Rain and fenders

fender

The fender extension I eventually fitted after much wrestling with the bike.

I suspect that I have done more miles in the wet than in the dry. I usually ride in waterproof textiles (nylon with a goretex/shelltex/other brand of similar membrane style waterproofing) so I stay quite dry. Leather with emergency waterproofs is an option but that tends to get sweaty inside and is a lot of messing around. I took my old 125 for trade in and came back with the 535 during an almighty deluge that flooded roads, and I found out the hard way that hitting a flooded road too fast causes the water to go underneath the wateproof jacket, and soak down inside trousers and run down the jacket into the gloves. Hideous. But that was the only time I’ve been really wet since I got decent waterproofs, so the rain doesn’t keep me off the roads, but it goes without saying I’m very careful not to fall afoul of the conditions.

The 535, however, has a hard time if it is really wet. The ignition coils live just above the front cylinder head, allegedly protected from the elements by a little plastic cover. Running in a deluge will eventually cause the bike to misfire and eventually stop, and as soon as this sets in the remedy is to stop, take the cover off and blast the area with WD40. It’s then a case of cleaning hands and riding on. I don’t go anywhere without a little can of WD40.

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The neatly hammerited underside of the fender is only really visible off the bike.

I bought a fender extention as an attempt to sort this out. Allegedly dead easy to fit. Remove fender, stick in place with foam tape, drill and screw into place, reattach fender. Not quite so simple, first one of the fender bolts was rounded off, eventually shifted it with mole grips, found a replacement bolt of the same thread and cut it down to length. Then I saw the inside of the fender. There was a strip almost all the way along the middle of it where the paint had been abraded away, presumably by the action of gritty water being thrown at it. I decided to attack it with Hammerite. It’s not a place that is easily visible, so a good thick layer of tough paint is just the thing.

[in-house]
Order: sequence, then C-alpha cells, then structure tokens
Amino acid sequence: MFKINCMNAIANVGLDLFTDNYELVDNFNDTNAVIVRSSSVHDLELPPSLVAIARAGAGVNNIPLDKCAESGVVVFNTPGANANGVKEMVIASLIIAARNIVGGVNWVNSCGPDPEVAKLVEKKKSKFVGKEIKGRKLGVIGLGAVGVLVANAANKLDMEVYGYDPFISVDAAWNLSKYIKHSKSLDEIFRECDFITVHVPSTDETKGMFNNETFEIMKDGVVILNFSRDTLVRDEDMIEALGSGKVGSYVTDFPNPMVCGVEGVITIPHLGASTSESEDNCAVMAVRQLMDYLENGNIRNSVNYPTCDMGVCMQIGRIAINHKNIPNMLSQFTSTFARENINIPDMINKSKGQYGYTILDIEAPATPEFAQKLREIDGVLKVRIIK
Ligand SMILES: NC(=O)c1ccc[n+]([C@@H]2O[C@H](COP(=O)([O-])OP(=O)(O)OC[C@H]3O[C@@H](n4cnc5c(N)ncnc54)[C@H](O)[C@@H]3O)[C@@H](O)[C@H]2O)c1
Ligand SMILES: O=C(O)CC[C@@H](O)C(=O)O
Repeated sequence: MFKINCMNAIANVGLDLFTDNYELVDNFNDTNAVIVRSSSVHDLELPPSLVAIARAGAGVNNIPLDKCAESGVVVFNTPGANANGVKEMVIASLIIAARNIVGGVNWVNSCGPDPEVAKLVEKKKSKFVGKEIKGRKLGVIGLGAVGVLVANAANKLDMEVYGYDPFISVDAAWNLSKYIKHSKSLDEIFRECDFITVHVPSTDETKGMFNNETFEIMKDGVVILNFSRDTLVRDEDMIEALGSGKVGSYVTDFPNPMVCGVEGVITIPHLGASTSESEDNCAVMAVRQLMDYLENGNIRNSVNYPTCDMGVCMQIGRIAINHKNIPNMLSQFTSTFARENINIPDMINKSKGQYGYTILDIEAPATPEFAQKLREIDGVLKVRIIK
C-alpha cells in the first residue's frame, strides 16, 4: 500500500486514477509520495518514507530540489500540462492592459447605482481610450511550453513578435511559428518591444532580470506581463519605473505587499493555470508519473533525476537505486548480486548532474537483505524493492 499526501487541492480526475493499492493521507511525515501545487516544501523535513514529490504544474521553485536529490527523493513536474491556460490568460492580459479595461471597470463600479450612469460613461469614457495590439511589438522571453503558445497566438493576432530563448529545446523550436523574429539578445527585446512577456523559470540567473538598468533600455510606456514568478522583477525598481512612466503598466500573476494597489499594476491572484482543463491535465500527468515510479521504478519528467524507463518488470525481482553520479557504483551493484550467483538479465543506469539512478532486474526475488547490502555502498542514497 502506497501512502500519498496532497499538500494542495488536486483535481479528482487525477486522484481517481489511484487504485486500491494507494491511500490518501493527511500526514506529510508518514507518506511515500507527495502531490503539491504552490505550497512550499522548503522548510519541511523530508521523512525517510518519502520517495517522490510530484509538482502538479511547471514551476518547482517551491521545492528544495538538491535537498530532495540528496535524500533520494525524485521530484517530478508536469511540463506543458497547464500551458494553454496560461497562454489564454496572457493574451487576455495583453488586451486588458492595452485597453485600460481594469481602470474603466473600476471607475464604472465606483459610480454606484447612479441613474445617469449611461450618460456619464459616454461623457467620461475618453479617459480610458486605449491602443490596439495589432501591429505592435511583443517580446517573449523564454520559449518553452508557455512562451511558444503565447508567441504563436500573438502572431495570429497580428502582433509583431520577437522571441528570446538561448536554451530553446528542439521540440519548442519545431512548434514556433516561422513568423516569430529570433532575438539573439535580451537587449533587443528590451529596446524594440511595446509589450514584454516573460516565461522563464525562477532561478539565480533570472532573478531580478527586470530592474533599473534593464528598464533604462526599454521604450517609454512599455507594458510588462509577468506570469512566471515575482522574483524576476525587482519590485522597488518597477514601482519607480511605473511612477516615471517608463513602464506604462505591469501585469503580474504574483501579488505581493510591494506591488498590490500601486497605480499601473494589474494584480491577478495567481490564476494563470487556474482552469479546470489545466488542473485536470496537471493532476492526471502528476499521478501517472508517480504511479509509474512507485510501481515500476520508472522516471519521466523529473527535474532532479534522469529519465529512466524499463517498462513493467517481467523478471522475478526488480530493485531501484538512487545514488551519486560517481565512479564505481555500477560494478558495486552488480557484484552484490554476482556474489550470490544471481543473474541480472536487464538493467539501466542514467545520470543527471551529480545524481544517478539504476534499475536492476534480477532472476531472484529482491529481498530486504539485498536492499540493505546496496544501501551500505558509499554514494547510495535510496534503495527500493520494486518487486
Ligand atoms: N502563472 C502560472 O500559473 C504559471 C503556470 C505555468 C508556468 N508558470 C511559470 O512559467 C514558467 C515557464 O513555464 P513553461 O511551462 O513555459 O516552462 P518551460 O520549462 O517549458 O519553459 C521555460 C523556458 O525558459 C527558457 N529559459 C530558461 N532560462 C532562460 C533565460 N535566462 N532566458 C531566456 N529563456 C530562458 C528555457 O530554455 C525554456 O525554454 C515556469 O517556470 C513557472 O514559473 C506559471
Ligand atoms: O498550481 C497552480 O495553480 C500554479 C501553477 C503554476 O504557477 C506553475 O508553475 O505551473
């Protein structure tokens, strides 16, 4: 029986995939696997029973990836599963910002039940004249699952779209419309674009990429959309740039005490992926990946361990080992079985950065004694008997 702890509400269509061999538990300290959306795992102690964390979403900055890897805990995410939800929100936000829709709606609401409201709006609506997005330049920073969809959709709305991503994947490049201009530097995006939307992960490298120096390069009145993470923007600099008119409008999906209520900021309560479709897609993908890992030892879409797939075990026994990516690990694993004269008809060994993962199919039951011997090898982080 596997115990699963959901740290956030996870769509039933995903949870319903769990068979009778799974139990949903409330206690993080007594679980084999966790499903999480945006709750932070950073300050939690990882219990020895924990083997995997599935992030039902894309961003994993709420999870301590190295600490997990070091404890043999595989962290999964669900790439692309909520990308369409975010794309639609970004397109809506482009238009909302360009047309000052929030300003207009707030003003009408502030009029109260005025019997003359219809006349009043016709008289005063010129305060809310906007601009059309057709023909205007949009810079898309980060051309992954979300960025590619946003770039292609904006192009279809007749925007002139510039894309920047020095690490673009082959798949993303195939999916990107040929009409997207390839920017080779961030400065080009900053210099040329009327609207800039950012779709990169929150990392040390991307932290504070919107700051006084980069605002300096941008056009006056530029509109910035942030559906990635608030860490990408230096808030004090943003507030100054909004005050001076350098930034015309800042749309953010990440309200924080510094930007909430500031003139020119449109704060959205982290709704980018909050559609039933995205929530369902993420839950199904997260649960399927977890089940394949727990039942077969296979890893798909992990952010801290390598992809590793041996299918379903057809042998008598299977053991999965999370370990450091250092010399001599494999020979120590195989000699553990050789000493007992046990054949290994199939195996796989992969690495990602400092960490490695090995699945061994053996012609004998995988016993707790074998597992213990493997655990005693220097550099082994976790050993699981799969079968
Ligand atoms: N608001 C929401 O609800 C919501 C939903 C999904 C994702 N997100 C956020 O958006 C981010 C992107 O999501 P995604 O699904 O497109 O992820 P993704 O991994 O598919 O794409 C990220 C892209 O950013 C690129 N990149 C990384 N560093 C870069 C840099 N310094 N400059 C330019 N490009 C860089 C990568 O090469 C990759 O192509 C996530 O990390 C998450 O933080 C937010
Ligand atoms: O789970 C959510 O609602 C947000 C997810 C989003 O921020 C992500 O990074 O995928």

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The connection between the coils and the wiring loom was a mess.

Waiting for the paint to dry, I thought I’d take a look at the low voltage side of the ignition coils, I’d replaced the coils, HT leads and plug boots a few months ago, which improved wet running marginally, but this part of the wiring loom was a state. Fortunately it’s all spade connectors.

 

A dirty corroded mess so I made new leads, didn’t take to long. I sprayed everything with Holts Damp Start which is a water repellent lacquer. Hopefully this will add some additional protection. Only time will tell.

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Once removed from the plastic plug, the corroded state of the spade connectors can be seen.

The next morning the two coats of hammerite had dried enough to attach the fender extension, which was duly stuck in place, pilot holes drilled, and then I noticed that the provided screws stuck out so far as to present a hazard to the tyre, so out they came. Tried filing them down, getting nowhere fast, tried the dremel, tried the hacksaw but couldn’t hold them well enough. Eventually used a small set of bolt cutters, not strong enough to use in my hand, so covered jaws with a rag to stop parts flying across the room,and stood on them. Crack. Worked amazingly well, tidied screws up with a file and put them back in. By the time I was done and had tools away I forgot to take a photo, and didn’t do so until a month later.

Granted I got the camera out at first to keep track of the wiring I was redoing, but that’s not the point. Collapsed in a heap for a bit, had a coffee, swore my way into my kit and pointed the bike in the general direction of the two-footed love of my life. Didn’t move the next day until mid afternoon. Nearly missed my best friend’s birthday do. Got there just in time after a spirited dash across the back roads. Rest of the week has been a bit of a write-off.

 

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